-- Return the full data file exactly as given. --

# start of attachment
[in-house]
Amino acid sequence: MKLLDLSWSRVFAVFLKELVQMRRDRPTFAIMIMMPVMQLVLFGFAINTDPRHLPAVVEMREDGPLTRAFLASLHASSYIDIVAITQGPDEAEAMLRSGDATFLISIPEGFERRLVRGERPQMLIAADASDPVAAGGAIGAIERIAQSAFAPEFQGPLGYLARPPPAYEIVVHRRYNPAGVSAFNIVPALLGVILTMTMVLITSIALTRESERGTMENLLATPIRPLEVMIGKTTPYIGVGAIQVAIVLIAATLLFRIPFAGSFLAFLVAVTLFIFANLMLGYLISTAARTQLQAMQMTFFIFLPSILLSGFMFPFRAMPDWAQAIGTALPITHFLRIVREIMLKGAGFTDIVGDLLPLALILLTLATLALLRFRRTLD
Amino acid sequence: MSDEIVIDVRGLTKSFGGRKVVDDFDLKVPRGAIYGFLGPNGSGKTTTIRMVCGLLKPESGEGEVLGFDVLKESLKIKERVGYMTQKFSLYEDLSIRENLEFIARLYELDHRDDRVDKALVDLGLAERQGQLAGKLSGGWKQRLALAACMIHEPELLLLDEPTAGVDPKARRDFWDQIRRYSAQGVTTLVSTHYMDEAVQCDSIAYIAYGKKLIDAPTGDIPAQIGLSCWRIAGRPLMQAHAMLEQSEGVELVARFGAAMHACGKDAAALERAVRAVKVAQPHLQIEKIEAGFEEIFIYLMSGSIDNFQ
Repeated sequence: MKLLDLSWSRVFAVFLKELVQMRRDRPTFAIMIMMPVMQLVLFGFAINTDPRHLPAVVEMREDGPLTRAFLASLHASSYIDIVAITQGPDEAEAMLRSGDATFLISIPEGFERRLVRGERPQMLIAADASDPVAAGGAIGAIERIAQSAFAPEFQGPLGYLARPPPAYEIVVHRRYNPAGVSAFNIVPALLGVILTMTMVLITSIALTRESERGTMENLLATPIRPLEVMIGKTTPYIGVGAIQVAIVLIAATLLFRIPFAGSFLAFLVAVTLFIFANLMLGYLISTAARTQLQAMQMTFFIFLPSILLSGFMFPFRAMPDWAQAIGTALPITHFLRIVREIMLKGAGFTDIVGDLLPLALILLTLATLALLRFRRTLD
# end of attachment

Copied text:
[in-house]
Amino acid sequence: MKLLDLSWSRVFAVFLKELVQMRRDRPTFAIMIMMPVMQLVLFGFAINTDPRHLPAVVEMREDGPLTRAFLASLHASSYIDIVAITQGPDEAEAMLRSGDATFLISIPEGFERRLVRGERPQMLIAADASDPVAAGGAIGAIERIAQSAFAPEFQGPLGYLARPPPAYEIVVHRRYNPAGVSAFNIVPALLGVILTMTMVLITSIALTRESERGTMENLLATPIRPLEVMIGKTTPYIGVGAIQVAIVLIAATLLFRIPFAGSFLAFLVAVTLFIFANLMLGYLISTAARTQLQAMQMTFFIFLPSILLSGFMFPFRAMPDWAQAIGTALPITHFLRIVREIMLKGAGFTDIVGDLLPLALILLTLATLALLRFRRTLD
Amino acid sequence: MSDEIVIDVRGLTKSFGGRKVVDDFDLKVPRGAIYGFLGPNGSGKTTTIRMVCGLLKPESGEGEVLGFDVLKESLKIKERVGYMTQKFSLYEDLSIRENLEFIARLYELDHRDDRVDKALVDLGLAERQGQLAGKLSGGWKQRLALAACMIHEPELLLLDEPTAGVDPKARRDFWDQIRRYSAQGVTTLVSTHYMDEAVQCDSIAYIAYGKKLIDAPTGDIPAQIGLSCWRIAGRPLMQAHAMLEQSEGVELVARFGAAMHACGKDAAALERAVRAVKVAQPHLQIEKIEAGFEEIFIYLMSGSIDNFQ
Repeated sequence: MKLLDLSWSRVFAVFLKELVQMRRDRPTFAIMIMMPVMQLVLFGFAINTDPRHLPAVVEMREDGPLTRAFLASLHASSYIDIVAITQGPDEAEAMLRSGDATFLISIPEGFERRLVRGERPQMLIAADASDPVAAGGAIGAIERIAQSAFAPEFQGPLGYLARPPPAYEIVVHRRYNPAGVSAFNIVPALLGVILTMTMVLITSIALTRESERGTMENLLATPIRPLEVMIGKTTPYIGVGAIQVAIVLIAATLLFRIPFAGSFLAFLVAVTLFIFANLMLGYLISTAARTQLQAMQMTFFIFLPSILLSGFMFPFRAMPDWAQAIGTALPITHFLRIVREIMLKGAGFTDIVGDLLPLALILLTLATLALLRFRRTLD